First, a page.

Transnational Family Communication Chains

The Transnational ICT Communication Chains Of Immigrants and Their Families

Sondra Cuban


I present a model for understanding the ways immigrants in the U.S. communicate with their away-families through information and communication technologies (ICTs) based on a two-year study and which is the topic of my new book coming out in 2017, Transnational Family Communication: Immigrants and ICTs (Palgrave Macmillan). Through my lens of Transnational Communication Chains, four types of communication patterns emerged that highlight digital literacy and languages: 1) Rescue Chains for providing help; 2) Mother Tongues for family advice; 3) Family Dinner Tables for establishing togetherness; and 4) Walls for circulating mis/information. These family chains were adaptive strategies and as problematic as the ICTs that activated their communication

The literature on immigrants adopting information and communication technologies (ICTs) is highly optimistic; immigrants use the new technologies because of their “low cost” and contact their families in their home countries so successfully that not only do political borders seem to disappear, but so does the geographic distance that separates members (Baldassar, 2016; Portes, 1999; Vertovec, 2004, p. 219). The technology platforms and applications seem to make these connections possible rather than immigrants who are viewed as passive users of communication systems that they simply turn on. Furthermore, this scenario makes it appear that not only do all immigrants use these new technologies, and use them alike, but also the digital divide impacting this cross-border contact is non-existent.

I problematize the new technologies and propose a new model for examining this phenomenon through, what I call, Transnational Communication Chains (TICCs) (Cuban, 2015; 2017). These ‘chains’ are efficient and ingenious systems that immigrants develop for communicating with their away-families through ICTs. They develop these chains to exchange support, be together, and develop “familyhood” (Bryceson & Vuorela, 2002) from afar and they do so differently depending on their circumstances. Moreover, the chains, like the technologies are problematic and changeable. The model is based on findings of a two-year study (2014-2015) study that I conducted in Washington State. The study consisted of sixty women immigrants struggling to communicate with their families left behind through ICTs and the issues they encountered. The following research questions guided my study: 1) what adaptive strategies do immigrants develop to communicate with their transnational family members? 2) Which ICTs do they use and why and what is the frequency as well as the types of conversations that ensue? 3) What are the purposes of transnational family communication through ICTs? All of these participants were engaged in ICT-based TICCs but they differed in terms of the types, the ways that they used them, and their frequency. Two sketches of participants highlight their different family backgrounds and their ICT-based chains.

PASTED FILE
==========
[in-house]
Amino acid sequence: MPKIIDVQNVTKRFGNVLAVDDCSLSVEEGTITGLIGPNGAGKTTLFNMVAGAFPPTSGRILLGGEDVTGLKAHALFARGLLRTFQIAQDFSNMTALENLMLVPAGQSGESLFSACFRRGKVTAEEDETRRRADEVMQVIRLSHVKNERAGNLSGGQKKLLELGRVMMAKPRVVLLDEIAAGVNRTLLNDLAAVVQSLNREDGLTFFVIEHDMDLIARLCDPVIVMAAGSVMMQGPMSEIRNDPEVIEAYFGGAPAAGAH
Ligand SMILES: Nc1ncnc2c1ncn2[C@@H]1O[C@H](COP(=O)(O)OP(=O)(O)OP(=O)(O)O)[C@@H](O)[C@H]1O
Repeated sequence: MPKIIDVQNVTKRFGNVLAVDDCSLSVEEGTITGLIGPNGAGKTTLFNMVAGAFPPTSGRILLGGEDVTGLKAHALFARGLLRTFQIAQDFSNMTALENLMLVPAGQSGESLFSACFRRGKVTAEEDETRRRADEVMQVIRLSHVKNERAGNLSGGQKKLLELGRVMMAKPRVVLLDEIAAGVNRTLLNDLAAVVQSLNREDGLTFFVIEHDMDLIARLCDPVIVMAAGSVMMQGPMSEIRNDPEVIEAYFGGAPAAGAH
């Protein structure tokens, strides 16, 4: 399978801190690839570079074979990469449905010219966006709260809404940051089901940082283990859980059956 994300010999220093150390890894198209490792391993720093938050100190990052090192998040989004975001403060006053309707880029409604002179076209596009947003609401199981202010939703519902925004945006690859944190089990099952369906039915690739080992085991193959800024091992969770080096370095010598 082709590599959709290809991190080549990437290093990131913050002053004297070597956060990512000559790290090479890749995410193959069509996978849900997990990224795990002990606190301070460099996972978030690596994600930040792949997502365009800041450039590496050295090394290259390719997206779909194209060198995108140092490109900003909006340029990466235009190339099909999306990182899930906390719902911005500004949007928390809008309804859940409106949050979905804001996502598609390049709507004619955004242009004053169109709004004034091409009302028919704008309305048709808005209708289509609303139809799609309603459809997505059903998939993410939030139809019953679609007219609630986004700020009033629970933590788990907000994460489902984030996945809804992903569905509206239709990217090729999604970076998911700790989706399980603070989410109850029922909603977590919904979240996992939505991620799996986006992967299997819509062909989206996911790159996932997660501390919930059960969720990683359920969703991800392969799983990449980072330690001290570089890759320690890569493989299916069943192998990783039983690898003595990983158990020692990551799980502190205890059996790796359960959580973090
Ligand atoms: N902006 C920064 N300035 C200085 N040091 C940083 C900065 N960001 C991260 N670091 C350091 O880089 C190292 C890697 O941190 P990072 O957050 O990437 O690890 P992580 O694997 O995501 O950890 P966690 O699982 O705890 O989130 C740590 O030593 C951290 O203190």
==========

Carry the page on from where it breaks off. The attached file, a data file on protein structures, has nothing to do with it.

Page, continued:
Josefina and Mariana
Josefina migrated from Oaxaca, Mexico to California “through the desert and with no papers” fourteen years ago to join her siblings and work in the fields. After getting married she moved to rural Washington, where she had four children. Using phone cards she bought from the local Mexican store, she called her family in Mexico, once a week “to know how they are doing to help them.” Mainly she spoke to her mother whose health problems required medical attention. First her mother dialed Josefina who then called her due to the cost after which she called one of her seven siblings who relayed the news to the next one. They remitted to their mother with Josefina noting, “It was just not enough.” She wished she could directly help her since: “talking on the phone and sending money isn’t the same.” Although Josefina had a computer, it had no camera and she didn’t know how to use it. Besides neither her parents nor her had broadband. By 39, Josefina felt torn between her mother and her children. Her teenage son, aware of the tensions vowed: “Don’t worry mom, when I am older I am going to fix your papers so you can come and go.” But Josefina felt uneasy about his need to rescue her so she could rescue her mother. Because Josefina couldn’t return, she circulated her mother’s news throughout her U.S. sibling network and secured the necessary funds for her medical needs. Josefina was caught between countries and generations as well as siblings. Her circumstances and communication patterns differed from Mariana.